Reason the need of the hour: Scientists
The country needs “rational minds” who can reason and have a “scientific temper” in the backdrop of what is “happening in India now”, several scientists said at the inauguration of Bigyan O Projukti (Science and Technology) Mela in north Calcutta’s Hedua on Thursday.
To develop a rational mind, one need not study science but must have the ability to reason, they said.
“What we need are reasoning, independent minds. It is not the question of scientists alone, it is the question of the role of a rational mind, a mind that can reason,” said Partha Ghose, former professor at the SN Bose National Centre for Basic Sciences.
Scientist Bikash Sinha urged students to strive for a “scientific temper” and said rational thinking was very important in the country’s current situation, where the Constitution was under attack in the name of religion.
“I shudder when I think about what is happening in India now in the name of religion. The Constitution, which is the actual foundation, is being torn apart,” said Sinha, a former member of the scientific advisory council to the Prime Minister.
The comments assume significance in the backdrop of Bengal governor Jagdeep Dhankhar’s recent remark that Arjuna’s arrows had nuclear power.
“It is said that the plane was invented in 1910 or 1911. But if we delve into our scriptures, we will see in the Ramayana that we had the uran khatola (aeroplanes),” he had said on Tuesday. “The arrows of Arjuna in Mahabharata had atomic power in it (sic).”
BJP state president Dilip Ghosh had said in November that cows of local breed could produce gold. “The country’s own breed of cows has a special characteristic: there is gold mixed in its milk, and that is why the colour of their milk is slightly yellow. There is a nari (blood vessel) that helps produce gold with the help of sunshine…. we have to keep those (local) cows. The breeds of cow that we bring from abroad are not cows,” he had said.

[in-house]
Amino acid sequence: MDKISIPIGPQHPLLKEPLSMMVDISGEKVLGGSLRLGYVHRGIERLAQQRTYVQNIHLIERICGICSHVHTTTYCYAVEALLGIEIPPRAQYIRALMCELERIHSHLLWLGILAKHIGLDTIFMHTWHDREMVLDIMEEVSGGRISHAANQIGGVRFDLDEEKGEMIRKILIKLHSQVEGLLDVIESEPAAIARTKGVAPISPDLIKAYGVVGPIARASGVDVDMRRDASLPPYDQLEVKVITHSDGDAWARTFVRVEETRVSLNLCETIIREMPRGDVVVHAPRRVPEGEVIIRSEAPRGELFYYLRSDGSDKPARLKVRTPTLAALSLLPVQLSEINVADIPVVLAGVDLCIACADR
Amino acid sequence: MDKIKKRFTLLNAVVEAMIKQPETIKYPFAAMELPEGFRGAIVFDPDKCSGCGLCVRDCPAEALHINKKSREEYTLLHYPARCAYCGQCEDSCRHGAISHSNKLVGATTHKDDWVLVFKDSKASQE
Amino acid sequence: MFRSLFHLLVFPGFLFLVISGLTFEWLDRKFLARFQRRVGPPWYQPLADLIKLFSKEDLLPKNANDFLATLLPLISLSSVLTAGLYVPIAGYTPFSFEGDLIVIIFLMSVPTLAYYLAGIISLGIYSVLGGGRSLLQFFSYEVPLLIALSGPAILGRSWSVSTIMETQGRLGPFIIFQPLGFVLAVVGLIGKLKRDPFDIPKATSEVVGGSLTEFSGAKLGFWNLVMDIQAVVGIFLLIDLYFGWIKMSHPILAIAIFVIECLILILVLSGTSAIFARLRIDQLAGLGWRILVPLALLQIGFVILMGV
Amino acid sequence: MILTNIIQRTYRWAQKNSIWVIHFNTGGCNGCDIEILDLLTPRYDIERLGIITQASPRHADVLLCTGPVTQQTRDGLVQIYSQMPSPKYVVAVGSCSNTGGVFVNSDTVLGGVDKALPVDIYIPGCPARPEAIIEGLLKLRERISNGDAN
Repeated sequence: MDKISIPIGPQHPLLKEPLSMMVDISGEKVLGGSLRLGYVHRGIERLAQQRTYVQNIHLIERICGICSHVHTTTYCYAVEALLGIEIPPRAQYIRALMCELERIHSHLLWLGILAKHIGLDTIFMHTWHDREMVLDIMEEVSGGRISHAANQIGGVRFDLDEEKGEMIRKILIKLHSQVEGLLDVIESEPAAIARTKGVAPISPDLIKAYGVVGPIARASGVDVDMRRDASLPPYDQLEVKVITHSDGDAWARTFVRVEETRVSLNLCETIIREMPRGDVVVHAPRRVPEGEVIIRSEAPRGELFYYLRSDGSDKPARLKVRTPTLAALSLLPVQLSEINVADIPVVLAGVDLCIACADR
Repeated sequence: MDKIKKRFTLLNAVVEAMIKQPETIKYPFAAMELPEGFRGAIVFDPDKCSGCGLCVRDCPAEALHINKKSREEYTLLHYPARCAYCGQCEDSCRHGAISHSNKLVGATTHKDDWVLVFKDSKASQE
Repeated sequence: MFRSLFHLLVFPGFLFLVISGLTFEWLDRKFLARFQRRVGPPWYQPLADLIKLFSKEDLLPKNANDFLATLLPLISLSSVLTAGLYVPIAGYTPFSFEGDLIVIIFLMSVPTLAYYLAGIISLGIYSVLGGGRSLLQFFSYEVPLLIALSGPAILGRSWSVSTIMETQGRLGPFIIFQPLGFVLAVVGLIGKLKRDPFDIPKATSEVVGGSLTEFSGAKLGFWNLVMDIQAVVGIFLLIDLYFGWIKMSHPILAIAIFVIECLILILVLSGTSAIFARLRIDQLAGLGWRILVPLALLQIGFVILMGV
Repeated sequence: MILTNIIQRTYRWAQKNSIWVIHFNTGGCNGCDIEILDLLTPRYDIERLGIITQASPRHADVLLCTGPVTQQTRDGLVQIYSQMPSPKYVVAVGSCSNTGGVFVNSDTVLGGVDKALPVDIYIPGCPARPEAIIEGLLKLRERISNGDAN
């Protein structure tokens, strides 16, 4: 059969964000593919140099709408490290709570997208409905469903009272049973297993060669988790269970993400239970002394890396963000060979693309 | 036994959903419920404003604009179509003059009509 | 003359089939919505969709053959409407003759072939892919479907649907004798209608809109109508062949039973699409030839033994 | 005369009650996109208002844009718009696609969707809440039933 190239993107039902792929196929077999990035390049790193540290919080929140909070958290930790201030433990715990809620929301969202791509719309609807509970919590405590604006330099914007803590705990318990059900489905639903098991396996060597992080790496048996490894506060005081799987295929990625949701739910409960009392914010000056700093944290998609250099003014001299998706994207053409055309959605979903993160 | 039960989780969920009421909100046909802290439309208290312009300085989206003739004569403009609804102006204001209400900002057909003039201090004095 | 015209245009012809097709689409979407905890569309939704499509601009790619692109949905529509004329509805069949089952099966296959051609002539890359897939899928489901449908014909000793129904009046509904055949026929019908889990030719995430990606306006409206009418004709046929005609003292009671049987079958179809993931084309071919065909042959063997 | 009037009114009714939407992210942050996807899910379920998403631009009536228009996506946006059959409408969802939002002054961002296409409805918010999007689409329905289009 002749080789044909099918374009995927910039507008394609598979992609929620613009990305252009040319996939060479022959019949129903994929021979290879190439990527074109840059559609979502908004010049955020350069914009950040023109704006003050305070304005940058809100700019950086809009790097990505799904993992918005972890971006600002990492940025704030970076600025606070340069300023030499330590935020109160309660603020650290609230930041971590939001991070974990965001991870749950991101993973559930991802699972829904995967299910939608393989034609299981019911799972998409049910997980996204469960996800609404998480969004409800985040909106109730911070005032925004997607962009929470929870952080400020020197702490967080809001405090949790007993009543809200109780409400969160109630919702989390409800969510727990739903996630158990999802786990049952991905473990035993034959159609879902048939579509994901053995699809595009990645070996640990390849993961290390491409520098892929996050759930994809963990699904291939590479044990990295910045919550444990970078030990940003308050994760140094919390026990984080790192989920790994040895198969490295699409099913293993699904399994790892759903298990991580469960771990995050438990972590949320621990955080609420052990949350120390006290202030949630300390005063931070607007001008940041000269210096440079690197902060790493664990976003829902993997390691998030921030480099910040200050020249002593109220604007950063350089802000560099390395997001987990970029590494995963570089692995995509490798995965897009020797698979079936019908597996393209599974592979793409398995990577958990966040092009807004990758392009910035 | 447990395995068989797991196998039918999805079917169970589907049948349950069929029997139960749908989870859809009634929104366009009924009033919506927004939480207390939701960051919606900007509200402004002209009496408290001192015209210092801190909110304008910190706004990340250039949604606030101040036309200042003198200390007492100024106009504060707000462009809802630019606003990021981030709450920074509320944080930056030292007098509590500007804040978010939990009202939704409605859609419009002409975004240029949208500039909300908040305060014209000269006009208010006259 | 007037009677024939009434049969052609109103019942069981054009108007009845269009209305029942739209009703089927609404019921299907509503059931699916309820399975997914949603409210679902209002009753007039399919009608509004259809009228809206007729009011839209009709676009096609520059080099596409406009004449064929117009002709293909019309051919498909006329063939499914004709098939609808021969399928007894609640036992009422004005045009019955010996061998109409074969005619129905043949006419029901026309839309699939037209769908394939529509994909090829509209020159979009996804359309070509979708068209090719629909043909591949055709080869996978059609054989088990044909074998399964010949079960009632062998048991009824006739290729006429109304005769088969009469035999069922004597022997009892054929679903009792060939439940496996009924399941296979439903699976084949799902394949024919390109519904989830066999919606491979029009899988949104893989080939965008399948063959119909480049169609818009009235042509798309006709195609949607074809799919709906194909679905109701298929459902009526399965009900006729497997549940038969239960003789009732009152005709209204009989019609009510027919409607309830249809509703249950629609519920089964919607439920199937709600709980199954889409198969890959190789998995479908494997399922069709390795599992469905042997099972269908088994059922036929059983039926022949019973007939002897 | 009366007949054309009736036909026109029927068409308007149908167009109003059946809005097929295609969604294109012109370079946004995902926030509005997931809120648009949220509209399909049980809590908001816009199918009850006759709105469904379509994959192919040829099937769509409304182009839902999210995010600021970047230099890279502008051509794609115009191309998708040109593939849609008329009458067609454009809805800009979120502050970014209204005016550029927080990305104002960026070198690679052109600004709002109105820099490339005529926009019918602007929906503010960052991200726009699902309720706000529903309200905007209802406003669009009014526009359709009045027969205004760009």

The organisers of the fair had put up banners with pictures of Govind Pansare, Narendra Dabholkar and M.M. Kalburgi — people killed for their pursuit of scientific temper. There was also a banner with a picture of Gauri Lankesh, a Left-leaning journalist who was shot dead in September 2017.
Scientist Ghose, who completed his PhD under Satyendranath Bose, said science was only one of the ways of achieving a rational mind. “I have seen so many people from literature and philosophy who can also reason,” he said.
The fair at Urquhart Square, the road between Scottish Church College and Hedua Park, has stalls set up by such institutions as the Indian Statistical Institute, the state forensic science laboratory and the Centre’s department of atomic energy.
Students enthusiastically showed and explained to visitors the models of their experiments. A long queue of students was seen in front of two telescopes.
The fair will be open till Sunday.